Let's leave the provision of private transport to one side, as that is not part of any of the PIP activities. "Planning and following journeys" is about travelling as a pedestrian / wheelchair user / scooter user, using public transport where appropriate.

    You state that a severe panic attack destroys the ability to plan a route and to follow that route to safety. Potentially, this engages the "cannot follow..." descriptors and "cannot plan the route of a journey". However, the onus would be on the claimant to show that a panic attack causing these impairments was more likely than not to happen despite someone being with them on at least 50% of days (or, in certain circumstances, on at least the same number of days as they need accompanying when going out). This is likely to be difficult to show because it's such a specific claim that evidence might be a problem. Making such a claim might raise the possibility in the mind of the decision maker that the functional impairments are being exaggerated.

    It may well be easier to argue that on those days when such a disabling panic attack is more likely than not to occur that the correct descriptor is "cannot undertake any journey because it would cause overwhelming psychological distress to the claimant" once safety is taken into account. The problem here, as with many high scoring descriptors, is that the barrier is high - you need to show that the risk of a disabling panic attack means the claimant cannot safely leave their front door even with someone prompting them. If they can get beyond the front door, they cannot be said to be unable to "undertake any journey".

    2. The correct descriptor when several potentially apply is not a matter of guidance, but of law. The rules to apply are found in regulation 7(1) of The Social Security (Personal Independence Payment) Regulations 2013 (SI 2013/377).

    The key thing is the number of days in a year that each descriptor applies. Don't get tied up with which descriptor best describes each day - if both apply on a day, ascribe that day to both descriptors, then use Regulation 7(1) to select the correct descriptor.

    Remember that someone that cannot do the task at all on a day and would not therefore attempt it is entirely unable to do the task. It's a common mistake to say, for example, that mental health problems prevent me going out on five days a week even if accompanied so I'll only talk about the two days I can go out. In that scenario, the five days a week I cannot go out at all are the most important.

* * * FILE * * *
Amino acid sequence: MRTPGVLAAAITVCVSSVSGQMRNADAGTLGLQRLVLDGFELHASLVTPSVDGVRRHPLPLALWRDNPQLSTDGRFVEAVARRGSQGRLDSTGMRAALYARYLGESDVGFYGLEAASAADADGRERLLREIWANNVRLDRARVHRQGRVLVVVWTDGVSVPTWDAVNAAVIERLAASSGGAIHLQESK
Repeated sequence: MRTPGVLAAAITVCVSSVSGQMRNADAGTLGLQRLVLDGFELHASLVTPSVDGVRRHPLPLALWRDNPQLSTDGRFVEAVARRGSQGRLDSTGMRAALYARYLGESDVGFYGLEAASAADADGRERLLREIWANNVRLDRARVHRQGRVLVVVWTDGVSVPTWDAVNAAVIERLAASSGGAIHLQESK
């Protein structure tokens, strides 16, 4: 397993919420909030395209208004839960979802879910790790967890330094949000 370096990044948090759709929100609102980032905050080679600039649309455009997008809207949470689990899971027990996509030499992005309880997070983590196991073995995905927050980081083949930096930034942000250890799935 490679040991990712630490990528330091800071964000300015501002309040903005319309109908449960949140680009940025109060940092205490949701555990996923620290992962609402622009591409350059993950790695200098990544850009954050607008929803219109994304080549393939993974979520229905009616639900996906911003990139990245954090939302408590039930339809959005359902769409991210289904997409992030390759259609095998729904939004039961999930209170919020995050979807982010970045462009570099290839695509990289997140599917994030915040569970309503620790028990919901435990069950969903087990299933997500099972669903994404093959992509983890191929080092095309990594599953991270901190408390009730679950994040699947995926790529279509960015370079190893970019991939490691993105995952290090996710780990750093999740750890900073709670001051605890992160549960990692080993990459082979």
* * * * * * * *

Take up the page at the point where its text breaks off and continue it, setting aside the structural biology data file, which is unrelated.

3. The bus and train scenario is an additional route to "cannot follow the route of a familiar journey without another person, assistance dog or orientation aid". If someone cannot undertake a bus or train leg of a journey plan without assistance in using the bus or train, they will satisfy that descriptor even if they can follow familiar journeys on foot.

    However, to satisfy this descriptor via the bus or train route, the need must be for active navigation assistance (finding the right stop, getting on and off the bus / train, finding a seat, recognising when to get off). You do not satisfy this descriptor from a broader inability to use public transport because of psychological distress - that would only be relevant to the two "overwhelming psychological distress" descriptors.

    N.B. This post is based on my interpretation of the law and associated guidance. It is a controversial area, with one forum member awaiting tribunal on the applicability of the "planning and following journeys" descriptors to anxiety.

    My belief is that there is some unfortunate laxity in the wording of the descriptors. I believe the "cannot follow..." descriptors are meant to be specific to following navigation instructions, but this narrow focus is not as clear as it could be in the wording, leaving numerous claimants attempting to fit mental health problems into them.

    I would not be surprised if the Upper Tribunal eventually rules on how "cannot follow..." applies to mental health problems. For now, I believe it is clear that a narrow interpretation is being used - the medical condition or health problems must destroy the specific ability to follow a route plan for the "cannot follow..." descriptors to apply.